This wall was not a physical boundary, but rather an ethical one which financial institutions were expected to observe. Inside or nonpublic information was not allowed to pass between departments or be shared. If the investment banking gang is working on a deal to take a company public, their broker buddies on the floor below are not to know about it – until the rest of the world does.
The Chinese Wall and 1970s Deregulation
This change abolished the fixed-rate minimum commission on security trades, causing profits to plummet at brokerage operations. This became a major problem for sell-side analysts, who conduct securities research and make the information available to the public. Buy-side analysts, on the other hand, work for mutual fund companies and other organizations. Their research is used to guide investment decisions made by the firms that employ them.
Once the pricing changed on brokerage commissions, sell-side analysts were encouraged to craft reports that helped sell stocks and were given financial incentives when their reports promoted their firm's IPOs. Large year-end bonuses were based on such successes.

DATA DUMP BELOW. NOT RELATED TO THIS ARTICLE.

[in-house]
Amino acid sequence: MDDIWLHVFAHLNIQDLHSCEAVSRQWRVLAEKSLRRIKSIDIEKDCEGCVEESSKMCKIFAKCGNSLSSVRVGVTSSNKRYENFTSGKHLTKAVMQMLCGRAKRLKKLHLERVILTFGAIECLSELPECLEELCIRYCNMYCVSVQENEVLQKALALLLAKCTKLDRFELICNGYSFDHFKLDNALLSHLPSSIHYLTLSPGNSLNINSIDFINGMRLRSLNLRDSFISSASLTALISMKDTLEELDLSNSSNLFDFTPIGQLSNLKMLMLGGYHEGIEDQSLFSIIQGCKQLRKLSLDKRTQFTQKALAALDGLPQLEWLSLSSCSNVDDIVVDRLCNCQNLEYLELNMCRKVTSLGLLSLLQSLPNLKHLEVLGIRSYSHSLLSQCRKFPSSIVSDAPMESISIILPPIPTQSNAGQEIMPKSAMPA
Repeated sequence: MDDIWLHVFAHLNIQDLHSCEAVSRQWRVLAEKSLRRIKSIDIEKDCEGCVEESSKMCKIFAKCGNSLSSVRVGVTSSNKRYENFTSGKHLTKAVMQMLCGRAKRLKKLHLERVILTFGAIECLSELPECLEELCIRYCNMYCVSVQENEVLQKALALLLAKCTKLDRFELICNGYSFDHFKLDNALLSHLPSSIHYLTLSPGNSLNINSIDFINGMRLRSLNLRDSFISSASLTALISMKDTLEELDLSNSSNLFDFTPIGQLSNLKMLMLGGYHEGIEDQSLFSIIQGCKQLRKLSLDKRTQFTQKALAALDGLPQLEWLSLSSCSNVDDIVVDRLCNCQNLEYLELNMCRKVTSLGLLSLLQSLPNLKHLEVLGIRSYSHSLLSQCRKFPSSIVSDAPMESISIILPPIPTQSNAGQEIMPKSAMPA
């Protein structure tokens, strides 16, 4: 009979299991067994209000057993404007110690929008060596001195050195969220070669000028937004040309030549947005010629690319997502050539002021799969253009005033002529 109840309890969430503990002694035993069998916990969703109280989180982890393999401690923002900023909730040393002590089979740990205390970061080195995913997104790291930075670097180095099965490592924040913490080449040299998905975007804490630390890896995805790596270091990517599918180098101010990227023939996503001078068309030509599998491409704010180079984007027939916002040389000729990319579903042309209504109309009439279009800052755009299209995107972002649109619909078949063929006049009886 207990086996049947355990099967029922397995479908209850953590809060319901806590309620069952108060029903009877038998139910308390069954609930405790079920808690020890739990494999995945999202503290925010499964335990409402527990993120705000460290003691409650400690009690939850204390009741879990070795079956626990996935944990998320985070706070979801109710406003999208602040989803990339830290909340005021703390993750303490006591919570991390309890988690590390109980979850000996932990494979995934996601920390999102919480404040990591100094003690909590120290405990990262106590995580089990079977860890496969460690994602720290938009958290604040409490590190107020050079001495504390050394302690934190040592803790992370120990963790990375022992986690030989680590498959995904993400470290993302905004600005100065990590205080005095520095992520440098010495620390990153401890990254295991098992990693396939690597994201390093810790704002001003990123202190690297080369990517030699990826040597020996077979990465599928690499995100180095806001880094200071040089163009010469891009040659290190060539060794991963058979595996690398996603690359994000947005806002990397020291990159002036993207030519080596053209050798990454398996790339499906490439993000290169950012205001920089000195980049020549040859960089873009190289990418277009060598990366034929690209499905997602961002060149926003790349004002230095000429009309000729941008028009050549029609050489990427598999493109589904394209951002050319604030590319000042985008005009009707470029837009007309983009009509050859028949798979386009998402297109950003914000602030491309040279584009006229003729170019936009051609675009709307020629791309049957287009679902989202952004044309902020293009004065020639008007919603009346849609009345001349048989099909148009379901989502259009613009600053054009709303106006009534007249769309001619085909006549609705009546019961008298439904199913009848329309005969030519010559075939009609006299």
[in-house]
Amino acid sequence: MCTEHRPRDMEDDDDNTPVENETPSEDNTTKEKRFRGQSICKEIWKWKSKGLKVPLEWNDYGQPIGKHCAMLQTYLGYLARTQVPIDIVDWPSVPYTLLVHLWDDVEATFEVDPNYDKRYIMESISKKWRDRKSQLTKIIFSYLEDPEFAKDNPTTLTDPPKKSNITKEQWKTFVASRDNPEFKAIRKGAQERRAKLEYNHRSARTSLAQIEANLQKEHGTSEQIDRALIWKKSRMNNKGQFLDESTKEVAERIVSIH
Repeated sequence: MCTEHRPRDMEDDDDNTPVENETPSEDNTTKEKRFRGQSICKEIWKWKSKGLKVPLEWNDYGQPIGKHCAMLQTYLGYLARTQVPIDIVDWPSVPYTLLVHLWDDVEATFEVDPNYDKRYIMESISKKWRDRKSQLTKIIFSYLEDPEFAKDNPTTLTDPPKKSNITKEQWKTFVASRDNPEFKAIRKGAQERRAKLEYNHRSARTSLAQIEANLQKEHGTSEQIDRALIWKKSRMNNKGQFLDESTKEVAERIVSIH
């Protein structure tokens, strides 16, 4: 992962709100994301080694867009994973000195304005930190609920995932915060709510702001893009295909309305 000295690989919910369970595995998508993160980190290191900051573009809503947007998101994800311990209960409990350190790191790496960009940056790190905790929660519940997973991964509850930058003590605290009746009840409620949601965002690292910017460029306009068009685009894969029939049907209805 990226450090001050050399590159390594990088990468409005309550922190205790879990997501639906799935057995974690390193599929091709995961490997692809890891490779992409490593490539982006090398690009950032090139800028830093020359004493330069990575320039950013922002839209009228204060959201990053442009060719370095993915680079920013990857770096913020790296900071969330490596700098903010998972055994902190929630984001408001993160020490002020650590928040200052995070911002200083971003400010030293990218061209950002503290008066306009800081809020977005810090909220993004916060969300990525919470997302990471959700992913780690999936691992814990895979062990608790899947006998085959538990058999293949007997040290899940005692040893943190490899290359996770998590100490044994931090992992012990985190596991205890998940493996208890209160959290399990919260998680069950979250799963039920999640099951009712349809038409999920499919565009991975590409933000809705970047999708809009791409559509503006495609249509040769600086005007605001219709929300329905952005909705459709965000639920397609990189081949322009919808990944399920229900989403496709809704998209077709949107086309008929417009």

This all helped to create the roaring bull market and the go-go, anything-goes era on Wall Street during the 1980s – along with some high-profile insider trading cases and a nasty market correction in 1987. As a result, the Securities And Exchange Commission's (SEC) Division of Market Regulation conducted several reviews of Chinese Wall procedures at six major broker-dealers. And partly as a result of its findings, Congress enacted the Insider Trading Act of 1988, which increased the penalties for insider trading, and also granted the SEC broader rulemaking authority concerning Chinese Walls.
The Chinese Wall and the Dotcom Boom